Posts: 506
Joined: Jan 2017

you may remember some time back I had leg pain that seemed to go away with antibiotics then i had a weird painless lump in my foot. Well my toes swelled up and I got a rash on my legs. It was finally diagnosed as an infection caused by an insect bite, probably a tick, when I was in Mexico City back in January, even though the timelines don't exactly line up. Maybe multiple bites. So don't rule out a reaction to bug bite even if you don't recall being bitten. Good luck. I had prednisolone and multispectral antibiotics. Hopefully its gone.

Max Former Hodgkins Stage 3's picture
Max Former Hodg...
Posts: 3428
Joined: May 2012

Thanks to all who commented on Prednisone dosing. My neighbor who had severe Stage IV NHL a few years ago told me earlier today that his dose was 100 mg/daily.  So far I have cooked, cleaned the house, cleaned out the refrigirator, cleaned the bathroom ( including taking down the exhaust fan), done the dishes, cleaned the kitchen cabinets and floor (with paper towels !) and am about to vacuum.  And I've had only 1.5 day's worth .  My wife most likely will demand that I take this stuff forever.

When the swelling looks all gone, I'm flusing the remaider of this mess !

PS -- foot swelling is already much reduced.  Shady -- a spider bite was my first thought, but we could find no traces of any insect involvement, so who knows.  I'll go from cripple to Forrest Gump by tomorrow, at this rate.

max

illead's picture
illead
Posts: 856
Joined: Aug 2012

Do you know where I can get Pred on the black market?  I gotta get some for Bill. LaughingLaughingLaughing Hope you feel better soon.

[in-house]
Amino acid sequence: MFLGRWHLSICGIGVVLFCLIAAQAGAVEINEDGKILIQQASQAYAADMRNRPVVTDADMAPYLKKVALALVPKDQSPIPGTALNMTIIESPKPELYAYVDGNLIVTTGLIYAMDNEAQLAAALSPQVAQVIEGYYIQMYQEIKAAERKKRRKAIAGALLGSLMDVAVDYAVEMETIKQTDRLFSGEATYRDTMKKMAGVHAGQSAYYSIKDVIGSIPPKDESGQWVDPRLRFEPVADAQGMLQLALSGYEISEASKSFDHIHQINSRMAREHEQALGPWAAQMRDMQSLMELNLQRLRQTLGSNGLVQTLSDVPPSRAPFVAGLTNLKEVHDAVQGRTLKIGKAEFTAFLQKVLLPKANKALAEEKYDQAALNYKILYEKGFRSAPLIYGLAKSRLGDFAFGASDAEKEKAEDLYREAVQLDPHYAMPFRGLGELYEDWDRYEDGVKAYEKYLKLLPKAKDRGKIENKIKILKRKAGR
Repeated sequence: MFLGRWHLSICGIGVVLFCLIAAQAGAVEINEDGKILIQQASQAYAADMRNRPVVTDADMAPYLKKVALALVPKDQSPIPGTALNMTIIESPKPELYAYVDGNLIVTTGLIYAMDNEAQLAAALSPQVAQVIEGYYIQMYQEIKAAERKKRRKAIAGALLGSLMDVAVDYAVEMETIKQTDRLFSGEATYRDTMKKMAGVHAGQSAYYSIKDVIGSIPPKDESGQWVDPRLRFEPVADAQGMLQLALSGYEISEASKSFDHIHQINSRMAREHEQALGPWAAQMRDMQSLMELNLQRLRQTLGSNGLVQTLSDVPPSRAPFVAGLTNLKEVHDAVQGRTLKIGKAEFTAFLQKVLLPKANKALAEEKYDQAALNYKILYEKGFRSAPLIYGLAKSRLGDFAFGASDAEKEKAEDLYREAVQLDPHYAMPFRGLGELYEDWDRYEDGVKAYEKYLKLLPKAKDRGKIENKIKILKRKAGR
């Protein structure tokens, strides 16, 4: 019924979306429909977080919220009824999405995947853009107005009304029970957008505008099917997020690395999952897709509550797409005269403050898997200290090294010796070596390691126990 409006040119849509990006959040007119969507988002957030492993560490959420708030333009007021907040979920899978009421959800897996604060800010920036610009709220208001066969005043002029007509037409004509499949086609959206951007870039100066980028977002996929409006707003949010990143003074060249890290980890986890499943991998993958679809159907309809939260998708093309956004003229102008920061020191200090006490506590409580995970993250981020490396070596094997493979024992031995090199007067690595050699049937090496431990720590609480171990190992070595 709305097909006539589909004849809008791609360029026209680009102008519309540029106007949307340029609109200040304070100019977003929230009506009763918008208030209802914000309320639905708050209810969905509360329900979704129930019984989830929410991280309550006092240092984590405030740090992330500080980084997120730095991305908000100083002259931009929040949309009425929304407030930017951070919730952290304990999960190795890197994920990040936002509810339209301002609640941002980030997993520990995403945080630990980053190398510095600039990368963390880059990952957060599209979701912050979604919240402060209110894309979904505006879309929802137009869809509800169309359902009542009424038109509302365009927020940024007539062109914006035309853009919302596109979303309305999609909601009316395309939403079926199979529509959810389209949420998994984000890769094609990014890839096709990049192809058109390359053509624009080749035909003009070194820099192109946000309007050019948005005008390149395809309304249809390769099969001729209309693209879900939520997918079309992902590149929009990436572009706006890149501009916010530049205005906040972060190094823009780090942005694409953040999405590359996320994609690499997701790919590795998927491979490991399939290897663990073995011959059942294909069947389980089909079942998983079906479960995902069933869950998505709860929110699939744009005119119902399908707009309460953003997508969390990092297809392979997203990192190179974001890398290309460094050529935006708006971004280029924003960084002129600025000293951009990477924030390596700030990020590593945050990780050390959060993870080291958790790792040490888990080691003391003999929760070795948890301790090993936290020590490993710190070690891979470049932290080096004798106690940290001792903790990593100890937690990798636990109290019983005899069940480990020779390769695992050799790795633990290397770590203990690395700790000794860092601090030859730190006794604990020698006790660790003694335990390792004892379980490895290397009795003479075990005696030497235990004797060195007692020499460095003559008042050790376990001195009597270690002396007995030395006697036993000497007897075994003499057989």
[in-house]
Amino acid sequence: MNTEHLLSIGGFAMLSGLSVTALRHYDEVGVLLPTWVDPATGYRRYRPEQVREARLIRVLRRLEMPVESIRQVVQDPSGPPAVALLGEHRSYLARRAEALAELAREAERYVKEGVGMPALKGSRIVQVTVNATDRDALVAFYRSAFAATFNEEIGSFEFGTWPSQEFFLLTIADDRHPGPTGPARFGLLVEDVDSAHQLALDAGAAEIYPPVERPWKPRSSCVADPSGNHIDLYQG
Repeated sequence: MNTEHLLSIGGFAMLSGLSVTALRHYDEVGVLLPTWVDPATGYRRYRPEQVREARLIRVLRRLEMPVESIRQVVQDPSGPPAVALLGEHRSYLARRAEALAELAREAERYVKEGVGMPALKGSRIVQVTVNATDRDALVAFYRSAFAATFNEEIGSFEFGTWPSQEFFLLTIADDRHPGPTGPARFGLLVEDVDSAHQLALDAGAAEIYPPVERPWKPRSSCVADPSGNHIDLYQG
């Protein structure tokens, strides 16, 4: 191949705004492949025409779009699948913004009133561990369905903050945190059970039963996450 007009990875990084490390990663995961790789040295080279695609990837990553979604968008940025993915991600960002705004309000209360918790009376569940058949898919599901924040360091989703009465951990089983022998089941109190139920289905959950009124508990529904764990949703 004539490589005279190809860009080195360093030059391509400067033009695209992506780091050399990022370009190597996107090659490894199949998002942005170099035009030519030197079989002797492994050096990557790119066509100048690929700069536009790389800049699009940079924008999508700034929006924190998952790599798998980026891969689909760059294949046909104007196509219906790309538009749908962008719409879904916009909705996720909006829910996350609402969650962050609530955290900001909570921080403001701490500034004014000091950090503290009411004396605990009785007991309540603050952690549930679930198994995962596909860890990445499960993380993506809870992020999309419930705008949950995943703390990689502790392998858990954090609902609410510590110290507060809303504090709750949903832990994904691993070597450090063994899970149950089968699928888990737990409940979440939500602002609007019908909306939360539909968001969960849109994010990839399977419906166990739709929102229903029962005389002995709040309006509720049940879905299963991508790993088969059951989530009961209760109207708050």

Becky

po18guy
Posts: 1049
Joined: Nov 2011

Anyway, strange dosing inasmuch as it is usually given in a "hit" and then a taper. If you stop it suddenly at 60/daily, you may experience some minor depression. Benadryl/Diphenhydramine HCI will help you sleep, if you can tolerate it. Now, a drug that will both help to sleep and relieve depression/anxiety is Trazodone. A "clean drug", my hematologist prescribed it for sleep problems. You may start and stop it at will. I have been on the pred for two years, beginning at 95mg daily, tapering it until my immune system tries to kill me, then back up it goes. Currently, my immune system is annoying rather than homicidal.  

Max Former Hodgkins Stage 3's picture
Max Former Hodg...
Posts: 3428
Joined: May 2012

Po or anyone,

I know Prednisone often causes fluid retention. I am on Day 2 of treatment and have gained 9 pounds, while eating nearly nothing.

My feet now look like huge sausage rolls in the meat counter, and legs are visibly heavier.  I have called doc, but they are "busy" and haven't got back to me yet.

max

po18guy
Posts: 1049
Joined: Nov 2011